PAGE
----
Even with a strong support for the cooperation agreement, the actual negotiations will take months if not years. In previous cases, the negotiation of such agreements between the United States and other countries took between nine months and several years. Experts estimate that the negotiation of the U.S.-Russian cooperation agreement will take one to two years. Once the agreement is finalized, it will also be subject to review by the U.S. Congress. Although the procedure for approving a nuclear cooperation agreement with another nuclear-weapon state is simpler than in the case of an agreement with a non-nuclear-weapon state, some experts say Congressional review and approval could take at least another six months.[8]

Requirements and Opportunities

Section 123 of the U.S. Atomic Energy Act requires that the United States conclude a formal agreement with another country before bilateral civilian nuclear cooperation can take place. Although some U.S.-Russian projects in the nuclear sphere can operate under various exceptions, cooperation that involves the transfer of most nuclear materials or equipment requires a "Section 123 Agreement" detailing the particular terms under which they will be provided.[9] These terms include pledges by the recipient government that material and equipment transferred under the agreement will be used exclusively for peaceful purposes, that the United States will have the right to approve the retransfer to third countries of any items transferred under the agreement, and that the United States will have the right to approve any enrichment or reprocessing involving U.S.-origin material or equipment transferred under the agreement.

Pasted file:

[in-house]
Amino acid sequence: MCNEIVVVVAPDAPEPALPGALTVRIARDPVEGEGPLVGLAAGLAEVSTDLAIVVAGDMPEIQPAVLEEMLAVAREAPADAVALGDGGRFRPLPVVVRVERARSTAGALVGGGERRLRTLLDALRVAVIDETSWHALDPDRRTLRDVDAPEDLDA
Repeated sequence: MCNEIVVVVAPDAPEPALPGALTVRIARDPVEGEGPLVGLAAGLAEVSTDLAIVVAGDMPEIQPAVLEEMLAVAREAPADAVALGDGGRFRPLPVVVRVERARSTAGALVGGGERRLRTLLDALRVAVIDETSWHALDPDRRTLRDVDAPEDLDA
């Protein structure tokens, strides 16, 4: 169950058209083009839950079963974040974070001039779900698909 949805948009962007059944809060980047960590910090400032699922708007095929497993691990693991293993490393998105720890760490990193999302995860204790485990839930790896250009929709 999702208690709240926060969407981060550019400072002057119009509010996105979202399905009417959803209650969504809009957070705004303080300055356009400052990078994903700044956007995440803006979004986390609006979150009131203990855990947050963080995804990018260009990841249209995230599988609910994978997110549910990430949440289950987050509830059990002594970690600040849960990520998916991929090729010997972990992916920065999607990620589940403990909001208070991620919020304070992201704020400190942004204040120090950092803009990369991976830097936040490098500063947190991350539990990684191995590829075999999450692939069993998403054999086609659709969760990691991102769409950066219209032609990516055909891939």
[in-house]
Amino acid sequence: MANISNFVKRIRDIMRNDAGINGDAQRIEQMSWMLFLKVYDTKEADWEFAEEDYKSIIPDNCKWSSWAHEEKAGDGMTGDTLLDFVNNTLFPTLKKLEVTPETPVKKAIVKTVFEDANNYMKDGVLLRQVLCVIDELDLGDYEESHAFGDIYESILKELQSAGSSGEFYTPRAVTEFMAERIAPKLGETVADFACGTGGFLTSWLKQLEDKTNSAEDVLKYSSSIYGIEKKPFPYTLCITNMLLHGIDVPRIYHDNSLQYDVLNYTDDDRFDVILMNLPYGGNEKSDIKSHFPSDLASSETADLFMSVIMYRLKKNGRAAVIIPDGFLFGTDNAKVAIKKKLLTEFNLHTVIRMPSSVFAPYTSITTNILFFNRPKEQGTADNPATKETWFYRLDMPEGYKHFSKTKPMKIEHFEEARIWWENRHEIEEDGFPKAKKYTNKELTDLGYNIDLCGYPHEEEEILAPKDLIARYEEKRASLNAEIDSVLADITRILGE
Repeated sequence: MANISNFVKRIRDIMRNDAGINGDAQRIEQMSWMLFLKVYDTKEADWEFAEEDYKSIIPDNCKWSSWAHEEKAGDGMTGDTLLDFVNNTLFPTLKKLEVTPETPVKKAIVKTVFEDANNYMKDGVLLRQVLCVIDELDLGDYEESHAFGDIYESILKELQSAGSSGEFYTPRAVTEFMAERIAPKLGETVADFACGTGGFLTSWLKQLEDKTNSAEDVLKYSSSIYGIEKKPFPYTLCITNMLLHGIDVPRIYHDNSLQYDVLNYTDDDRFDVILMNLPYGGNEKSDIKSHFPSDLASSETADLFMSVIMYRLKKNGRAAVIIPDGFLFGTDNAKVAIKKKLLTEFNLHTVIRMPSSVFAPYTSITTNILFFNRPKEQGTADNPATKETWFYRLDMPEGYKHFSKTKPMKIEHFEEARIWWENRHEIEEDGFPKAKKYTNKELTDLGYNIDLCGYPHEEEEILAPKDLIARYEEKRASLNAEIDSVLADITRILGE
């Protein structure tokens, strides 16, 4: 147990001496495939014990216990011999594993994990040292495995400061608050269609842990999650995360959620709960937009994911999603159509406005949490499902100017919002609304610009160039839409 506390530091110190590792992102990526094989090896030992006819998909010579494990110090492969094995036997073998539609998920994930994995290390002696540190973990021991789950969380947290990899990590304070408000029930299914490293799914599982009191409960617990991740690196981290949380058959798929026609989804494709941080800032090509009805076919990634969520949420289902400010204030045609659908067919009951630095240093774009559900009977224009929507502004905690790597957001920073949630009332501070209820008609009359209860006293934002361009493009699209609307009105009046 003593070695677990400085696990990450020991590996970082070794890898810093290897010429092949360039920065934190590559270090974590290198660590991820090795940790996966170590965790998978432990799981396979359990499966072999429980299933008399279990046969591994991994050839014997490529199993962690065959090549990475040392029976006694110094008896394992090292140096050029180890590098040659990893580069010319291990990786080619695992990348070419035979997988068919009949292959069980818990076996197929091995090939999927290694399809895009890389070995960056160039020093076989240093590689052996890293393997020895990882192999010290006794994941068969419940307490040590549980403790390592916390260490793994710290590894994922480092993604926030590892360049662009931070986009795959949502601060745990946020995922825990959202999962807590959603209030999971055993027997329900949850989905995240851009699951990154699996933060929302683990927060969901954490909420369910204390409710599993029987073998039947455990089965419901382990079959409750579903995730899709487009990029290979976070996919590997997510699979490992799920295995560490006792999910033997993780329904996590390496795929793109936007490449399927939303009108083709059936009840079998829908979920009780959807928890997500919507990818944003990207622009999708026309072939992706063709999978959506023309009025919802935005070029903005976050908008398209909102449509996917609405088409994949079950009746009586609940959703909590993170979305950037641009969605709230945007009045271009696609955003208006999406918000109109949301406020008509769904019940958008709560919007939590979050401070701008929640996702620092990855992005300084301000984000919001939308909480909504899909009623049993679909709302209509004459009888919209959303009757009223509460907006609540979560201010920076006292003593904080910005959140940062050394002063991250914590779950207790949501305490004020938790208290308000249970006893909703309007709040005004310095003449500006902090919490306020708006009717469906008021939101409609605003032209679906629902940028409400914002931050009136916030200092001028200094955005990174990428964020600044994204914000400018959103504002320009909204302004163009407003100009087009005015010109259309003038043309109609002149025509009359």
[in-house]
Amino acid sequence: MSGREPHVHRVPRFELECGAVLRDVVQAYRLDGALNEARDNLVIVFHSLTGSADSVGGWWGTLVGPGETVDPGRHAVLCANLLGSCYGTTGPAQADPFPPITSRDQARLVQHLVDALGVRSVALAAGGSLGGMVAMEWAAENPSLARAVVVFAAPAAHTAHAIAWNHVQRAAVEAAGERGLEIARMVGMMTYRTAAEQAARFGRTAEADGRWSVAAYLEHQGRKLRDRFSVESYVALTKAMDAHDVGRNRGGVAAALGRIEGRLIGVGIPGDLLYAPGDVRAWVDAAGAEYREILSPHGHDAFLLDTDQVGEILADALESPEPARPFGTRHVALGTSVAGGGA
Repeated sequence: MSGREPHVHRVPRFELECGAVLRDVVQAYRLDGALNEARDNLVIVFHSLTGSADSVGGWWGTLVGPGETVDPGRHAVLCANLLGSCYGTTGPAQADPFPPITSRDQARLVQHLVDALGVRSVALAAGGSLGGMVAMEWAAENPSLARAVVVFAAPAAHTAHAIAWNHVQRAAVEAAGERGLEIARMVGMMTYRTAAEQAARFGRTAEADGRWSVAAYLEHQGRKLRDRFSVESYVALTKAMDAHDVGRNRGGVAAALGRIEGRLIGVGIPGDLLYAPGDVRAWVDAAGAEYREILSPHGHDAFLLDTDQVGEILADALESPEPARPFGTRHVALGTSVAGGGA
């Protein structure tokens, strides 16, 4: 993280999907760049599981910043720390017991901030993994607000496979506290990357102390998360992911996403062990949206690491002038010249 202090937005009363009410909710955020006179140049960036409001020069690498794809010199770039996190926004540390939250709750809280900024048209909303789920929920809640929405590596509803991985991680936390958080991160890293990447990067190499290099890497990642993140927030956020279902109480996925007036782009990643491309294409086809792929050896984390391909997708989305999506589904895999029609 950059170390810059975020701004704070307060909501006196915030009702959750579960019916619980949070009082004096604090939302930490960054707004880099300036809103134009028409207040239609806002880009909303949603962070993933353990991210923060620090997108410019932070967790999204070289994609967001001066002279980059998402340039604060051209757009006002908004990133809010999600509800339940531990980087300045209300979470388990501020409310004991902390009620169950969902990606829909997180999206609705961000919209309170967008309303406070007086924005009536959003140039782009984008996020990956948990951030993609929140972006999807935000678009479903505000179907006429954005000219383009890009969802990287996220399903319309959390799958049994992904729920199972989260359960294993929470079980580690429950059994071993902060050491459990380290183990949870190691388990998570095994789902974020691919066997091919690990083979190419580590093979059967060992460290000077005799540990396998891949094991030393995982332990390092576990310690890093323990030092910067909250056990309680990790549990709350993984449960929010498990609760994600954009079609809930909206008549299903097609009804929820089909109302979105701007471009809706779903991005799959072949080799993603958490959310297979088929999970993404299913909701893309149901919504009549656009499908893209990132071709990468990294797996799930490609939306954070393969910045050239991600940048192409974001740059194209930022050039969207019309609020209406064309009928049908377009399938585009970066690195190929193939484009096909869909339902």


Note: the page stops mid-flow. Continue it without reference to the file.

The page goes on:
Washington and Moscow see the new agreement as facilitating collaborative activities in a number of areas. One particular field of interest is research and development of advanced reactors, where Russia has considerably more operating experience than the United States, but where Russia, according to some experts, desires U.S. "endorsement and cooperation" in order to bring new reactor concepts to the international market. [10] The new agreement would also encourage Russian collaboration in this area as part of the U.S.-led Global Nuclear Energy Partnership (GNEP). Announced by U.S. Energy Secretary Samuel Bodman in February 2006, the GNEP initiative aims to promote the use of nuclear energy, while limiting its potential to contribute to proliferation. One goal of GNEP is the development of proliferation-resistant technologies, including advanced "burner" reactors, which would utilize spent nuclear fuel from traditional reactors. This would reduce the amount of plutonium remaining in spent reactor fuel and, it is hoped, not only reduce proliferation risks but also the amount of radioactive waste needing long-term management.